The 15th Century

Many churches in the area had their west tower built or rebuild in the later 15th or early 16th century. That at Stainton is a quite typical example, opening from the nave by a double-chamfered arch springing from paneled corbels. Externally the tower ids divided into three stages by hollow-chamfered set-backs, and there are diagonal buttresses at the western angles. The three light west window has simple panel tracery without cuppings, which suggests quite a late date (or else post-medieval repair). The newel stair in the south-west angle of the tower is very steep and narrow, leading up to a belfry with two-light openings altered in the 19th century. The tower is capped by an embattled parapet with 8 crocketted pinnacles.

Post Medieval Alterations

During the three centuries subsequent to the Reformation, most village churches suffered little structural alteration other than the insertion of galleries and the substitution of sashes for decaying tracery in the windows. Evidence of such changes was usually erased by Victorian restorations aimed at returning the church to a more correctly "medieval" appearance. At Stainton the south door, inside the porch, is a plain pointed arch of late 18th or 19th century type, and the tripartite east window is of 1861; the other post-medieval features all date from the 1898 restoration. The south porch of this date presumably replaces an earlier one (to judge from the position of the older window in the west wall of the adjacent chapel).

The 1898 north door almost certainly replaces and earlier opening, probably that which has been re-set to form the entrance to the manor garden from the churchyard. This is a simple square-headed doorway with a massive roughly-shaped lintel and jambs of alternating horizontal and upright stones; stylistically this looks as early, if not earlier, than the oldest parts of the church. It is an interesting comment on the attitude of the Victorian restorers - dedicated as they were to the medieval ideal - that they found one of the earliest features of the building to be of too rude and simple a character to be retained in the restored building.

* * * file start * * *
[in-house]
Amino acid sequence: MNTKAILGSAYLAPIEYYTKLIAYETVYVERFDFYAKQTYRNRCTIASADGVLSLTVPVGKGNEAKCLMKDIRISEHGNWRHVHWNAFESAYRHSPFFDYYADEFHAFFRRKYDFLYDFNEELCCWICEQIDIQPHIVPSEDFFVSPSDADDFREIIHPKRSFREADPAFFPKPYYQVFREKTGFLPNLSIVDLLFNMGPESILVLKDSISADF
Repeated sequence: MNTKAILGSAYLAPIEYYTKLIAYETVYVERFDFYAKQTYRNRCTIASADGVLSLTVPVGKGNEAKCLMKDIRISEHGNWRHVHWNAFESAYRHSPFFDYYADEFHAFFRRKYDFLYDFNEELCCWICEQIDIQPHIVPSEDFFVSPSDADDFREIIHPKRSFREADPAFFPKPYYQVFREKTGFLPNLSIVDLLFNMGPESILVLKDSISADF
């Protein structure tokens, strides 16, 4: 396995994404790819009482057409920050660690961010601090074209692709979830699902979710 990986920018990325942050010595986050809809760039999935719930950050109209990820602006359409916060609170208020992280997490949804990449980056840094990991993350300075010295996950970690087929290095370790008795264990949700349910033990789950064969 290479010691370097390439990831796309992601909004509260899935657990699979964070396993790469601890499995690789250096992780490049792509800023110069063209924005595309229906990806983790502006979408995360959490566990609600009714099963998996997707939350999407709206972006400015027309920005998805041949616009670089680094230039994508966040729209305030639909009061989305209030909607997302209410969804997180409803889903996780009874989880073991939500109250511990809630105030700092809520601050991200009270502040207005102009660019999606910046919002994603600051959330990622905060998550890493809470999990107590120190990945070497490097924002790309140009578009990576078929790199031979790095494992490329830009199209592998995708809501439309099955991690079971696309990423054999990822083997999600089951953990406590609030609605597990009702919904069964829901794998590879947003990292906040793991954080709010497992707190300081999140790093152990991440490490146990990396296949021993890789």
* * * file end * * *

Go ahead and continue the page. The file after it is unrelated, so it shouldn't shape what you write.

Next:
The overall pattern of the structural evolution of the church thus appears to be quite plain from the surviving features and fabric. However, a warning should be sounded against accepting as definitive any such interpretation. Where medieval parish churches have been examined by excavation and detailed structural analysis, as at Hickleton and Wharram Percy, the development of the building has been revealed as far more complex than first appeared. Whilst no feature of fabric type now visible at Stainton points to a date prior to c.1100 (in this area Pre-Conquest building traditions survived the arrival of the Normans by several decades) it is quite possible that an earlier church stood on the site; lines of evidence other than the architectural may shed light on this possibility.

Peter F. Ryder
February, 1989